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kings, and were added, one by one, to their dominions. The process of physical growth was

coincident with the reverse process of decay on the part of the Persians, the Greeks, and

the Romans, in the countries of Central Asia.

The province of Chorasmia bounded Parthia proper on the north, and consisted of a low-

lying plain between the Parthian mountains and the ancient river Oxus. As we have

indicated above, this was for the greater part a desert region, capable of supporting only

the wild tribes of Tura with their flocks. It is believed that to the present day the

nomadic habit of life has prevailed with all the succeeding nations that have occupied the

country. Nor is it wonderful that the sparse peoples of such a district should have been

conquered with ease by the warlike Parthians.

The country of Margiana was sometimes considered as a distinct kingdom, and sometimes as a

province of Bactria. The region lay to the north-east of Parthia, and included a much more

favorable district than might be found in Chorasmia. The river Margus carried verdure and

plenty on its banks, and its waters were diverted, in both ancient and modern times, by

channels and canals and dykes, extending for many miles from the principal stream. Strabo

has given us an account of the fertility of this region, and of the extraordinary

fruitfulness of the vine, bending with rich clusters on the banks of the Margus.

Next among the provinces touching Parthia, and lying on the eastern border of that

country. Was Arya, the little district which in the fate and vicissitude of things has

preserved to modern times the name of our ancestral race. This province embraces the

ancient valley of Herat. The country is mountainous, limited in area, not- populous,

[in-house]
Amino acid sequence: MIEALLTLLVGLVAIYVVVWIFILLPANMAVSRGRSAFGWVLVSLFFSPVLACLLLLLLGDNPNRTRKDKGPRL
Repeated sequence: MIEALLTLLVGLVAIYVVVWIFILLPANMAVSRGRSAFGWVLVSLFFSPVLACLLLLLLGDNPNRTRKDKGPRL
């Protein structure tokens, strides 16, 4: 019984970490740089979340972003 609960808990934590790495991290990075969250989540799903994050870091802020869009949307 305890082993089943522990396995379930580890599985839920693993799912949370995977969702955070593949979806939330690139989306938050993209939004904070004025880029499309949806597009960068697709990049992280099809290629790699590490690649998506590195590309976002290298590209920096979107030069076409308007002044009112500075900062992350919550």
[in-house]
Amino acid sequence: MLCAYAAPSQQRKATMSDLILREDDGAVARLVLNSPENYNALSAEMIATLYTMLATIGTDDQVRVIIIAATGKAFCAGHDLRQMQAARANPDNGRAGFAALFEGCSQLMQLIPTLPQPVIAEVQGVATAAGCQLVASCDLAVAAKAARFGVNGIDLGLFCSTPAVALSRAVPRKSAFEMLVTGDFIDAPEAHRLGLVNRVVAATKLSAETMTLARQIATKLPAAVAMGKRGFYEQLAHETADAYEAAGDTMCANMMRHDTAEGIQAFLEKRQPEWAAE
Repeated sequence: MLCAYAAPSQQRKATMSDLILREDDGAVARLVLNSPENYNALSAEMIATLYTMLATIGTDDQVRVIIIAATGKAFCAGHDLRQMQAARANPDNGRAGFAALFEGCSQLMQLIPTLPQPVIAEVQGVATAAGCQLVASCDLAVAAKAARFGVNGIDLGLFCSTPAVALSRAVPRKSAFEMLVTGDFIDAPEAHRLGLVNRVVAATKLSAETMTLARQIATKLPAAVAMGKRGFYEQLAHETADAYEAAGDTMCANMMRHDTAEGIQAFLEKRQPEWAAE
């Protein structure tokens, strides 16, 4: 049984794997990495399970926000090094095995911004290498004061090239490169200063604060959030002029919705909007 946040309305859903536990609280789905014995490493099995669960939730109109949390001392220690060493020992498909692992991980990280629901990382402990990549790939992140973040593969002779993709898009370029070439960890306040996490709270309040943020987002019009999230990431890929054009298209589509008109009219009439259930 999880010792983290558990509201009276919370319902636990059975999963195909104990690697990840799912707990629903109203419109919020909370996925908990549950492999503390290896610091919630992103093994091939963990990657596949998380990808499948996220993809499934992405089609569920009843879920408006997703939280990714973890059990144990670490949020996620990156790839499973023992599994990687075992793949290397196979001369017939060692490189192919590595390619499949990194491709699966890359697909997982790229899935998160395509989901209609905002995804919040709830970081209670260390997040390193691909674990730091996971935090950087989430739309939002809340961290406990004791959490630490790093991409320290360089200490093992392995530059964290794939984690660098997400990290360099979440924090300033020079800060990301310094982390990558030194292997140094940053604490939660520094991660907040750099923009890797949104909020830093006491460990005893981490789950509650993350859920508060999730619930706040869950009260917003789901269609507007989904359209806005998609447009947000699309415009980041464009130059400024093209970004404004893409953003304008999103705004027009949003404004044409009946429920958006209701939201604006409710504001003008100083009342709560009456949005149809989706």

easily subdued by the more powerful Parthians in the time of their warlike greatness.

Next in our progress to the south we find the province of Sarangia, greater m extent than

Arya, but hardly stronger in development. Here dwelt the desert barbarians called the

Sarangae. The region was one of alternate hills and plains, not wholly waste, having a few

small rivers flowing in a south-westerly direction. It does not appear that the primitive

Sarangians. were a people of great force, either in war or in peace, and their country was

in course of time easily absorbed in the Parthian Empire.

Still skirting the latter country in a south-westerly direction, we come to the larger

State of Sagartia-larger, but at the same time more inhospitable, less capable of

supporting a great population. The ancient tribes were men of the desert, living after the

manner of Bedouin Arabs, subsisting for the most part by the capture of such animals as

nature had assigned to the sandy waste. The disposition of the ancient people was more

warlike than that of the tribes inhabiting Sagartia and Sarangia; but their armies were

never sufficiently strong to compete in battle with the Parthian horsemen.

We now complete the circuit on the west with the province of Hyrcania. As we have said

above, this country was at times included under the common name of Parthia. It had the

same geographical and climatic character with the latter country. It was traversed through

its major diameter by two valleys lying between mountain ridges of considerable elevation.

, The country was well wooded and fairly watered. In this respect Hyrcania rivaled the

better parts of Parthia in excellence of tree-growth and vegetable products. It was said

to be a land abounding in shrubs and green slopes and flowers -fruitful in many things,

pleasing to the eye, abounding in the creatures of the chase. The country has been

represented in both ancient and modern times as especially prolific in animal life. The

traveler, as far back as the times of Strabo, was pleased with the prospect. In area the

province was considerably inferior to Parthia proper. Of all the bordering regions of the

latter country, Hyrcania, however, was the most interesting and important. It has been

urged by Rawlinson and other competent critics of the situation, that the place and

character of both the country and people of Parthia were favorable to the expansion of

political power and the establishment of a widely extended rule over the surrounding

nations. We have now considered briefly the